June 8th 1972, Trang Bang village, South Vietnam. Villagers fleeing after napalm attack.
Watching yesterday’s press conference with Obama at the close of the G20 Summit in St Petersburgh I was struck by just how frighteningly good he is at persuasion. Unlike the wooden performance of Cameron who often sounds like he’s reciting a speech written for him off by heart, Obama’s conversational style sounds spontaneous and unrehearsed. He’s a superb actor with a presence designed to disarm and he masterfully kept the Syrian focus on an emotional and moral agenda, refusing to engage with more material questions about tactics or outcomes.
I wonder why it is, then, that while he’s stomping around up there on the moral high ground so beloved by American Presidents and other Western leaders, that no journalist thought to take advantage of his exposed position to take a determined shot at him by bringing up the question of US military use of napalm and Agent Orange in Vietnam? Why, when he so righteously emphasises the atrocity of Syrian children attacked by chemical weapons, did no-one remind him of the countless Vietnamese children running for their lives from their napalmed villages with their skin hanging off? Why did no-one have the courage to remind him of the many Vietnamese children born in the last forty years horribly disfigured because of their parents’ exposure to Agent Orange? And why did no-one ask him why those parents are still trying to get compensation through US courts, not from the US military who sprayed the stuff all over their country, but from the US companies that manufactured it?
Napalm is nasty stuff. U.S. troops used it from about 1965 to 1972 in the Vietnam War; napalm is a mixture of plastic polystyrene, hydrocarbon benzene, and gasoline. This mixture creates a jelly-like substance that, when ignited, sticks to practically anything and burns up to ten minutes. The effects of napalm on the human body are unbearably painful and almost always cause death among its victims. “Napalm is the most terrible pain you can ever imagine” said Kim Phúc, a survivor from a napalm bombing. “Water boils at 212°F. Napalm generates temperatures 1,500°F to 2,200°F.” Kim Phúc sustained third degree burns to portions of her body. She was one of the only survivors of such extreme measures
Napalm was first used in flamethrowers for U.S. ground troops; they burned down sections of forest and bushes in hopes of eliminating any enemy guerrilla fighters. Later on in the war B-52 Bombers began dropping napalm bombs and other incendiary explosives. Air raids that used napalm were much more devastating than flamethrowers; a single bomb was capable of destroying areas up to 2,500 square yards. Throughout the duration of the war, 1965 – 1973, eight million tons of bombs were dropped over Vietnam; this was more than three times the amount used in WWII.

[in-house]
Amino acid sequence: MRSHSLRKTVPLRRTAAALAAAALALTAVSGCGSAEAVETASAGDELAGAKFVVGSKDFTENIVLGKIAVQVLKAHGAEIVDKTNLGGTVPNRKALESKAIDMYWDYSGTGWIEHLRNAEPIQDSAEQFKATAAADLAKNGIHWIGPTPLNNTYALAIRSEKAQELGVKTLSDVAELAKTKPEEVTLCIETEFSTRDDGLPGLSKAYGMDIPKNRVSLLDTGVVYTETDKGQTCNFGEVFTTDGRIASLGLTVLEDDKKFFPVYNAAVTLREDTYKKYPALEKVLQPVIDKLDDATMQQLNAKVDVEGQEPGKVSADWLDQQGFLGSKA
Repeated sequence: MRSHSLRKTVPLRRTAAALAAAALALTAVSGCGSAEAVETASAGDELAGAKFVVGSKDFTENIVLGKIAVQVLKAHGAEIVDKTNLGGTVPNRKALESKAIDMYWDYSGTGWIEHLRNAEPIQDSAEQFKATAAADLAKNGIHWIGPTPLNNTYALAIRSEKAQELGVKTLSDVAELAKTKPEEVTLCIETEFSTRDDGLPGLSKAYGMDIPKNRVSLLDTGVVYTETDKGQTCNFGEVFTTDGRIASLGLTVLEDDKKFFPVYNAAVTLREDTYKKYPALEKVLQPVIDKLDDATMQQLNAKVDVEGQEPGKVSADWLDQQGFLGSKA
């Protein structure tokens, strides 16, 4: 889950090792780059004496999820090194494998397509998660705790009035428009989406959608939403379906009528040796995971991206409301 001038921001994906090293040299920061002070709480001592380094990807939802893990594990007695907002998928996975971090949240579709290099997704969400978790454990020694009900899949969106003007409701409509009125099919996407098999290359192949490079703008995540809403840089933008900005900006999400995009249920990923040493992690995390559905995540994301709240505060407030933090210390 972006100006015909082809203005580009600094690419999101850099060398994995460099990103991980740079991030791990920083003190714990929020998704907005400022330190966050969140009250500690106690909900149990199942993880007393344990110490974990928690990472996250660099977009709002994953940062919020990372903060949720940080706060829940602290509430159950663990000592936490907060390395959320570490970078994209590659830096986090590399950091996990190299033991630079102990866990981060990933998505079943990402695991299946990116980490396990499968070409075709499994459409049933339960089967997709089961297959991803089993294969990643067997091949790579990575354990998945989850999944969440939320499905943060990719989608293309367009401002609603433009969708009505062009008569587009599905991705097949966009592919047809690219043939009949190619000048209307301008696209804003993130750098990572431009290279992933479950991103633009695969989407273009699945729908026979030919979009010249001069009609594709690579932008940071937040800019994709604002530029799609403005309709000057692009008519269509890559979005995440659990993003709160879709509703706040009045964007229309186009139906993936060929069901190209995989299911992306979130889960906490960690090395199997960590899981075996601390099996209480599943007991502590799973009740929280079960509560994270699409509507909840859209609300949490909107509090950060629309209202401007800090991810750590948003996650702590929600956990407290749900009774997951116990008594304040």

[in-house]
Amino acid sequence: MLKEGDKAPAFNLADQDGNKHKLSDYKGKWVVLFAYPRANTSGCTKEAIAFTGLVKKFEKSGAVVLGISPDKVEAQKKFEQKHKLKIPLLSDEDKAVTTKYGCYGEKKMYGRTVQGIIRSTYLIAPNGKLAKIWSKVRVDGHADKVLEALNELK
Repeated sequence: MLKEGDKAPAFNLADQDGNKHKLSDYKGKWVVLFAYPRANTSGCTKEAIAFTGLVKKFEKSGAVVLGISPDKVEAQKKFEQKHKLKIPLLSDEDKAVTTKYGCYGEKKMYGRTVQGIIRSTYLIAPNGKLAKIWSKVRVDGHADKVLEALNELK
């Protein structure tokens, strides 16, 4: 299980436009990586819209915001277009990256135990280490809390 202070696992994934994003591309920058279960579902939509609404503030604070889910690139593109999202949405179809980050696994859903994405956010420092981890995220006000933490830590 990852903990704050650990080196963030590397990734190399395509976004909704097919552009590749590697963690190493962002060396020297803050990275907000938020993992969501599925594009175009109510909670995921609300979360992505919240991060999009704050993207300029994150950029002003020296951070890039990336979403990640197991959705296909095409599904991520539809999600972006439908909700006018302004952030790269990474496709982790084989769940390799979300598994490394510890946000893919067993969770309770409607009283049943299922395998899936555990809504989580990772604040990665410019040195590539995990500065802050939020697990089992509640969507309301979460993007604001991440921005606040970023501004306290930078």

Agent Orange, on the other hand, is more like the sarin claimed to have been used in Syria. It’s a toxic chemical herbicide that was used from about 1965 – 1970 in the Vietnam War. It was one of the main mixtures used during Operation Ranch Hand. Operation Ranch Hand was intended to deprive Vietnamese farmers and guerilla fighters of clean food and water in hopes they would relocate to areas more heavily controlled by the U.S. By the end of the operation over twenty million gallons of herbicides and defoliants were sprayed over forests and fields.
Agent Orange is fifty times more concentrated than normal agricultural herbicides; this extreme intensity completely destroyed all plants in the area. Agent Orange not only had devastating effects on agriculture but also on people and animals. The Vietnam Red Cross recorded over 4.8 million deaths and 400,000 children born with birth defects due to exposure to Agent Orange.
The use of Agent Orange was later determined to be in violation of the Geneva Contract yet no-one launched a military strike at the US as a result of this violation. The would-be punishers remain unpunished for their crime.
The US lost the long ‘never ending’ war in Vietnam. There has been no victory in Iraq or Afghanistan. The ‘threat’ to American interests is not in doing nothing in Syria. When you count the cost to Americans in lives lost and billions wasted on losing them, the real threat to ordinary Americans lies in yet another futile flexing of their military muscle in the Middle East.